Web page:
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Lt. John Pike Goes Viral (13)

We know that the police used MK-9 ― because the citizen-journalism stills and videos of the events of November 18, 2011 at UC Davis document it. But how did these cops get their hands on military-grade pepper spray that they were not authorized to carry or trained to use, and that their department had no authority to purchase or supply to its officers? […]

Lt. John Pike Goes Viral (12)

Were it not for all that still and video documentation, in the late afternoon of November 18, 2011 we’d have found ourselves in a protesters’-word-vs.-police-officers’-word situation, with the cops’ version most likely prevailing in the absence of hard evidence to the contrary. And, since the protesters would probably not have the ability to differentiate between MK-4 and MK-9, Pike and his “troops,” as he liked to militarize them semantically, would only have had to rustle up a few cans of authorized MK-4 while hiding the MK-9 in order to appear to have followed the rules. I doubt that it would have lasted more than two news cycles. […]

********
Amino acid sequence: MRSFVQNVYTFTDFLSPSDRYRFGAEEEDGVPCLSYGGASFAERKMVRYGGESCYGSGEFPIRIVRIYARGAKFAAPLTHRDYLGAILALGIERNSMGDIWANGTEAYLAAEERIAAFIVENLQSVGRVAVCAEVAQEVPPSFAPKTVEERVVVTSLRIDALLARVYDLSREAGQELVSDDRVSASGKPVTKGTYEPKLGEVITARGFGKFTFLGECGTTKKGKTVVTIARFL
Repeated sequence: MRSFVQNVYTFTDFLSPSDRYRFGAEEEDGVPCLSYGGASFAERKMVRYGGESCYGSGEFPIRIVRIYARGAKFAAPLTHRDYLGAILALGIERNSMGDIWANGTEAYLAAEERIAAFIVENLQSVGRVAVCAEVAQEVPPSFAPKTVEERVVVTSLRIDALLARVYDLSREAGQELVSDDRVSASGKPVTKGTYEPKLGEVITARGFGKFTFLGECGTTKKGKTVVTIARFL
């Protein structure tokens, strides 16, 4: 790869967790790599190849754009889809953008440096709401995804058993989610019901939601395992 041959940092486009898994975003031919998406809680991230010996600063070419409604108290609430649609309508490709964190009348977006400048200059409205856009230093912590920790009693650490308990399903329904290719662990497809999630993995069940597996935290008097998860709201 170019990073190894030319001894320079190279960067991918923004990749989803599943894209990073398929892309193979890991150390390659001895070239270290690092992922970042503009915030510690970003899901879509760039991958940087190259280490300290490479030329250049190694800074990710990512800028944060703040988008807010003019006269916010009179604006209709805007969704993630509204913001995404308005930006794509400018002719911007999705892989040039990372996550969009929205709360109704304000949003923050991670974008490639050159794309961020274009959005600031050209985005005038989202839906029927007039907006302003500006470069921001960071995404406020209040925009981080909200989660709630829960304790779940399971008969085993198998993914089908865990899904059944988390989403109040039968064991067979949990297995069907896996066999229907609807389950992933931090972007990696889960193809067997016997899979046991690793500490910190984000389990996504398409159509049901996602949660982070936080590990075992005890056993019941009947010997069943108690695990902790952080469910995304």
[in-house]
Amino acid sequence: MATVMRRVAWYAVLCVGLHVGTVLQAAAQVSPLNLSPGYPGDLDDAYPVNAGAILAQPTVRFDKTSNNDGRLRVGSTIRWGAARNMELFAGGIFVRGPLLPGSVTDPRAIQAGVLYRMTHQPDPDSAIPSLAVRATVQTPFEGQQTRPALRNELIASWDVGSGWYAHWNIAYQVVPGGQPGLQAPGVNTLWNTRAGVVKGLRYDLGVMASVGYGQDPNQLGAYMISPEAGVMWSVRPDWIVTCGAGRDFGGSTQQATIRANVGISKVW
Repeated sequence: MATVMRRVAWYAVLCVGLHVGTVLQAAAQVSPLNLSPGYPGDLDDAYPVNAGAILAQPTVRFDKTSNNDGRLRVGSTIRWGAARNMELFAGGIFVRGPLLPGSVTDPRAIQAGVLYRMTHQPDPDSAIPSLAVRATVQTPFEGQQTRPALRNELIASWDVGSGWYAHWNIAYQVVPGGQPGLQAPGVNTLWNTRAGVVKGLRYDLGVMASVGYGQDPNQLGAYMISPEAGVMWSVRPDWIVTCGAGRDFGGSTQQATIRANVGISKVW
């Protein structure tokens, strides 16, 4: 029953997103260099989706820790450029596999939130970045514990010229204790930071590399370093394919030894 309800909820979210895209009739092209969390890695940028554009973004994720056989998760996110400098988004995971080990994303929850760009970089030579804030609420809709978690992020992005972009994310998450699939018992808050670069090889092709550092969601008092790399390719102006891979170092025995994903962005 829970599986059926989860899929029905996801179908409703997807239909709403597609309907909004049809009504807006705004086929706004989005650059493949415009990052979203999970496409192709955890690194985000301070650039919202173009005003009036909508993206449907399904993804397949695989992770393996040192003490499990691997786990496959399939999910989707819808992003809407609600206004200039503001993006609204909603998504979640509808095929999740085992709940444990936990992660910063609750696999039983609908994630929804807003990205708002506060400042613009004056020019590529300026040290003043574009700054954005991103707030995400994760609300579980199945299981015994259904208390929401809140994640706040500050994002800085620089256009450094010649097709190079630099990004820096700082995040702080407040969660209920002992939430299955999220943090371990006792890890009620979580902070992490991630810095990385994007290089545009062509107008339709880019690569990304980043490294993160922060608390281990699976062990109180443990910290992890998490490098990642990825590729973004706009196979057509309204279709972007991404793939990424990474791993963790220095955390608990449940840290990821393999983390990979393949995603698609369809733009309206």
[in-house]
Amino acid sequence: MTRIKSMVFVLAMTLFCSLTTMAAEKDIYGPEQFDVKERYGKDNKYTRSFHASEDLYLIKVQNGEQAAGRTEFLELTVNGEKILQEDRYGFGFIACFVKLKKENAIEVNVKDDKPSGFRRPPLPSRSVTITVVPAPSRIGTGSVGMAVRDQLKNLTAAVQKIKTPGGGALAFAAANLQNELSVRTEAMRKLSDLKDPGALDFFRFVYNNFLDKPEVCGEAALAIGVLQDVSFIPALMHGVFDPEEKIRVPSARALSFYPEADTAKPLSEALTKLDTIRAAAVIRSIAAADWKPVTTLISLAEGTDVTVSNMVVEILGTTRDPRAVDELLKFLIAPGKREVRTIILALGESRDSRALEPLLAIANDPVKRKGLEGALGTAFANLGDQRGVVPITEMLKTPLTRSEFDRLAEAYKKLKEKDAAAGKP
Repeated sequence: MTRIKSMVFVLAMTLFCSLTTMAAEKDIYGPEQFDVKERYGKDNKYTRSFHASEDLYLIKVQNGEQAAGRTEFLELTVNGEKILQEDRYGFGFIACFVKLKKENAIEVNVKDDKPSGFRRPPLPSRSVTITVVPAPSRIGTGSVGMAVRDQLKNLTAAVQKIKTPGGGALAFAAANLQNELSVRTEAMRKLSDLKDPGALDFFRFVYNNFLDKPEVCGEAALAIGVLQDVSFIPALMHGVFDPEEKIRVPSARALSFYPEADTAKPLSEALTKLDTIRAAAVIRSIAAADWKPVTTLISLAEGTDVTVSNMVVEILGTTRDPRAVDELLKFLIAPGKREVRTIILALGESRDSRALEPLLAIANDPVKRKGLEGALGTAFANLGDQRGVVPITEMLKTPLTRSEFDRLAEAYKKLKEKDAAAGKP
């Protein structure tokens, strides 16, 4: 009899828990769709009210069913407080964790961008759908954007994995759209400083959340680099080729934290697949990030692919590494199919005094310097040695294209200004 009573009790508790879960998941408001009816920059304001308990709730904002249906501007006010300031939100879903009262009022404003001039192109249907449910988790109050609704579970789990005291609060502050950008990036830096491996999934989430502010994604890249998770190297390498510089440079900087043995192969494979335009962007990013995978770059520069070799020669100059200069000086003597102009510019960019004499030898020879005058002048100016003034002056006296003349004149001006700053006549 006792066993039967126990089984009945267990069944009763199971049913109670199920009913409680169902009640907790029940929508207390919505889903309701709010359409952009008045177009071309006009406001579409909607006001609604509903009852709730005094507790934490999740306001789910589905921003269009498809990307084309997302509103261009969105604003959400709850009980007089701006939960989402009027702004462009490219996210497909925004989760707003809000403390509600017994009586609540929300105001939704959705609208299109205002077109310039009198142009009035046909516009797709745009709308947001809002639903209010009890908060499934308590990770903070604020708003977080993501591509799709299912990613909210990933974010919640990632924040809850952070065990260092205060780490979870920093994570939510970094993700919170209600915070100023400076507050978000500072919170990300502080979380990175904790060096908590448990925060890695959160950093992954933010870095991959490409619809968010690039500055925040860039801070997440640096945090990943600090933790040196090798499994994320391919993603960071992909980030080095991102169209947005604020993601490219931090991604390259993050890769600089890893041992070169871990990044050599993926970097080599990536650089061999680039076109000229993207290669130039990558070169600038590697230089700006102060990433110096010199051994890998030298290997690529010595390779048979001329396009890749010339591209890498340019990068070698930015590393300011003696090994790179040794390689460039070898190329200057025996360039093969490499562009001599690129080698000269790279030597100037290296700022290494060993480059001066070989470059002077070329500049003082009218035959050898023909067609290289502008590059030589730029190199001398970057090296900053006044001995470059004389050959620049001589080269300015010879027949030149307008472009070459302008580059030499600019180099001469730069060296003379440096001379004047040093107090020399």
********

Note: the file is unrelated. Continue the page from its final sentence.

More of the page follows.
Lt. John Pike Goes Viral (10)

To fully exploit his global name recognition and the free visual branding that he achieved with the help of hundreds of volunteer photo collagists (including yours truly), I suggest that John Pike should consider a career in politics. He may be a liberal goat, but he became an overnight conservative hero. The right wing loved him for unleashing their ’60s-vintage fury at college students in general. […]

Lt. John Pike Goes Viral (2)

Without the videos and still photographs of Lt. John Pike, the campus policeman at UC Davis who was documented on Friday, November 18, pepper-spraying peacefully seated Occupy-movement protesters, we’d have had none of the international uproar that ensued, nor the pandemic photocollage response to his act. So lens-derived imagery has played a crucial dual role here: first by providing undeniable evidence of an event, and then by enabling spiraling critical commentary on that event and its instigator, plus satire thereof. […]